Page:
The blaff soil occupies an area estimated at about five thousand square miles, in the western part of the State. It has many peculiar and marked characteristics, and is believed to be lacustral in its origin. In some places the deposit is as great as two hundred feet in thickness, all portions of it being equal in fertility. If this soil be taken from its lowest depth, say two hundred feet below the surface; vegetation germinates and thrives as readily in it as in the surface deposit. It is of a slightly yellowish ash color, except when mixed with decaying vegetation. It is composed mainly of silica, but the silicious matter is so finely pulverized that the naked eye is unable to perceive anything like sand in its composition. The bluffs along the Missouri river, in the western part of the State, are composed of this ma terial.

The alluvial soils are the bottom” lands along the rivers and smaller streams. They are the washings of other soils mixed with decayed vegetable matter. They vary somewhat in character and fertility, but the best of them are regarded as the most fertile soils in the State.

As to the localities occupied by each of these different soils, it may be stated that the drift forms the soil of all the higher plains and woodlands of the State, except a belt along the western border, which is occupied by the bluff soil, or bluff deposit, as it is generally called. The alluvial occu. pies the low lands, both prairie and timber, along the streams. It may be remarked that the alluvial soil composing the broad belt of “hottom” along the Missouri, partakes largely of the bluff soil, owing to continued wash ings from the high lands or bluffs adjacent.

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Classification of Rocks-Azoic System-Huronian Group-Lower Silurian System-Primordial

Group-Trenton Group-Cincinnati Group-Upper Silurian System-Niagara GroupDevonian System-Hamilton Group-Carboniferous System-Sub-Carboniferous Group Kinderhook Beds-Burlington Limestone-Keokuk Limestone-St. Louis LimestoneCoal-Measure Group-Cretaceous System-Nishnabotany Sandstone-Woodbury Sandstones and Shales-Inoceramus Beds.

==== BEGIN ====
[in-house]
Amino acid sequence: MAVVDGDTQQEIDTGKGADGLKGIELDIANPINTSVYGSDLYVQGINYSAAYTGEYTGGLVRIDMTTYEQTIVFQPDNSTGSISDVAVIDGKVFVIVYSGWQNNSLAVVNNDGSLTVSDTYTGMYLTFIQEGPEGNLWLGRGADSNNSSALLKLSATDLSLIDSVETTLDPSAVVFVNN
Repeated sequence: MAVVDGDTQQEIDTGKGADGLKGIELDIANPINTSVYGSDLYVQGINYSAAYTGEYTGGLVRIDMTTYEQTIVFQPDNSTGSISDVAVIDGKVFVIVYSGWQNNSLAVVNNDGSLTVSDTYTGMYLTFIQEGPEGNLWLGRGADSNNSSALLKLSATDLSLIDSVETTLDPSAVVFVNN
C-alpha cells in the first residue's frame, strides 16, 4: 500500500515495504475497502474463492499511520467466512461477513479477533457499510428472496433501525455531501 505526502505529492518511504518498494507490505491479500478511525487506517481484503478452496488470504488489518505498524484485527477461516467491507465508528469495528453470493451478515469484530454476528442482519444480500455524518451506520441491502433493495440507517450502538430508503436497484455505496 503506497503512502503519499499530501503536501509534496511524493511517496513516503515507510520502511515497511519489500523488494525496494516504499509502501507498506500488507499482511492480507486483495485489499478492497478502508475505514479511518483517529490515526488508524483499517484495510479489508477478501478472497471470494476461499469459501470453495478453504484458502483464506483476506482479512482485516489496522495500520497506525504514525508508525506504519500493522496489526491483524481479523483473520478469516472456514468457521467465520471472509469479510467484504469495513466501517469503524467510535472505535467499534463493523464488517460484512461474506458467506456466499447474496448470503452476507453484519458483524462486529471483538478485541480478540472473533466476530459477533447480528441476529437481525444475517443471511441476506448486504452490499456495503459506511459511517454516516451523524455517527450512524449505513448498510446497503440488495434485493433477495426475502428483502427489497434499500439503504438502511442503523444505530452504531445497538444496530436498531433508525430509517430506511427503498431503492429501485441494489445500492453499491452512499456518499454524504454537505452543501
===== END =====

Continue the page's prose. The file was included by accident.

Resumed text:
In January, 1855, the General Assembly passed an act to provide for a geological survey of the State. Under authority given by this act, Prof. James Hall, of New York, was appointed State Geologist, and Prof. J. D. Whitney, of Massachusetts, State Chemist. During the years 1855, 1856, and 1857, the work progressed, but was confined chiefly to the eastern counties. A large voluine was published in two parts, giving in detail the results of the survey up to the cluse of the season of 1857, when the work was discontinued. In 1866 it was resumed under an act of the General Assembly passed in March of that year, and Dr. Charles A. White, of Iowa City, was appointed State Geologist. Ile continued the work, and in December, 1869,

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submitted a report to the Governor in two large volumes. From these reports we derive a pretty thorough knowledge of the geological characteristics in all portions of the State.

In the classification of Iowa rocks, State Geologist White adopted the following definitions:

The term “formation” is restricted to such assemblages of strata as have been formed within a geological epoch; the term “group," to such natural groups of forination as were not formed within a geological period; and the termsystem,” to such series of groups as were each formed within a geolog

The terms used in this arrangement may be referred to two categories — one applicable to geological objects, and the other to geological time. Thus: Formations constitute Groups; groups constitute Systems; Epoche constitute Periods; periods constitue Ages.

In accordance with this arrangement the classification of Iowa rocks may be seen at a glance in the following table constructed by Dr. White:

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Huronian Group. — The Sioux Quartzite Formation in this Group is